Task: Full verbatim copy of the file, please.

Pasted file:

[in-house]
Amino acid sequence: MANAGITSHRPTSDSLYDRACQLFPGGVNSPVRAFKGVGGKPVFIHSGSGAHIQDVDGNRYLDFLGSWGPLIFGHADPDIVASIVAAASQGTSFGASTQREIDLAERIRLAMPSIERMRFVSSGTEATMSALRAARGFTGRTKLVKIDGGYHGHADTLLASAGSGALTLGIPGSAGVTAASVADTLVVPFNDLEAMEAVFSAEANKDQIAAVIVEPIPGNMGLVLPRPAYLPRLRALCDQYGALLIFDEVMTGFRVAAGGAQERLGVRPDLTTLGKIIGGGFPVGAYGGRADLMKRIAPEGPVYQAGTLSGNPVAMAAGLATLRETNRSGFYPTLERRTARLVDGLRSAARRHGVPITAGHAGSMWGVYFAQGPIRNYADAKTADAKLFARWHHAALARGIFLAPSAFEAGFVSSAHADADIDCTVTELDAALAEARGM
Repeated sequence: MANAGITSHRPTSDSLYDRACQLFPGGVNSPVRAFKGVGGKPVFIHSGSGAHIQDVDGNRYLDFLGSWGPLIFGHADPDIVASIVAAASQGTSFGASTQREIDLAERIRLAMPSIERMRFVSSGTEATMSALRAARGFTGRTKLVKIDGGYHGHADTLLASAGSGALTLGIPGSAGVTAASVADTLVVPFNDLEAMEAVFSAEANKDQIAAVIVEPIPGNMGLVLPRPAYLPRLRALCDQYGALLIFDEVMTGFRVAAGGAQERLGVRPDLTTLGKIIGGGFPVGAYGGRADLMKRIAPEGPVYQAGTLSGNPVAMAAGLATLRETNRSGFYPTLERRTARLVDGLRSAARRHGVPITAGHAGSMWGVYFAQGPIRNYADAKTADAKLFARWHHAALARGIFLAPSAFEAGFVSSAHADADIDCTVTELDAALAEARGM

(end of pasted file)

[in-house]
Amino acid sequence: MANAGITSHRPTSDSLYDRACQLFPGGVNSPVRAFKGVGGKPVFIHSGSGAHIQDVDGNRYLDFLGSWGPLIFGHADPDIVASIVAAASQGTSFGASTQREIDLAERIRLAMPSIERMRFVSSGTEATMSALRAARGFTGRTKLVKIDGGYHGHADTLLASAGSGALTLGIPGSAGVTAASVADTLVVPFNDLEAMEAVFSAEANKDQIAAVIVEPIPGNMGLVLPRPAYLPRLRALCDQYGALLIFDEVMTGFRVAAGGAQERLGVRPDLTTLGKIIGGGFPVGAYGGRADLMKRIAPEGPVYQAGTLSGNPVAMAAGLATLRETNRSGFYPTLERRTARLVDGLRSAARRHGVPITAGHAGSMWGVYFAQGPIRNYADAKTADAKLFARWHHAALARGIFLAPSAFEAGFVSSAHADADIDCTVTELDAALAEARGM
Repeated sequence: MANAGITSHRPTSDSLYDRACQLFPGGVNSPVRAFKGVGGKPVFIHSGSGAHIQDVDGNRYLDFLGSWGPLIFGHADPDIVASIVAAASQGTSFGASTQREIDLAERIRLAMPSIERMRFVSSGTEATMSALRAARGFTGRTKLVKIDGGYHGHADTLLASAGSGALTLGIPGSAGVTAASVADTLVVPFNDLEAMEAVFSAEANKDQIAAVIVEPIPGNMGLVLPRPAYLPRLRALCDQYGALLIFDEVMTGFRVAAGGAQERLGVRPDLTTLGKIIGGGFPVGAYGGRADLMKRIAPEGPVYQAGTLSGNPVAMAAGLATLRETNRSGFYPTLERRTARLVDGLRSAARRHGVPITAGHAGSMWGVYFAQGPIRNYADAKTADAKLFARWHHAALARGIFLAPSAFEAGFVSSAHADADIDCTVTELDAALAEARGM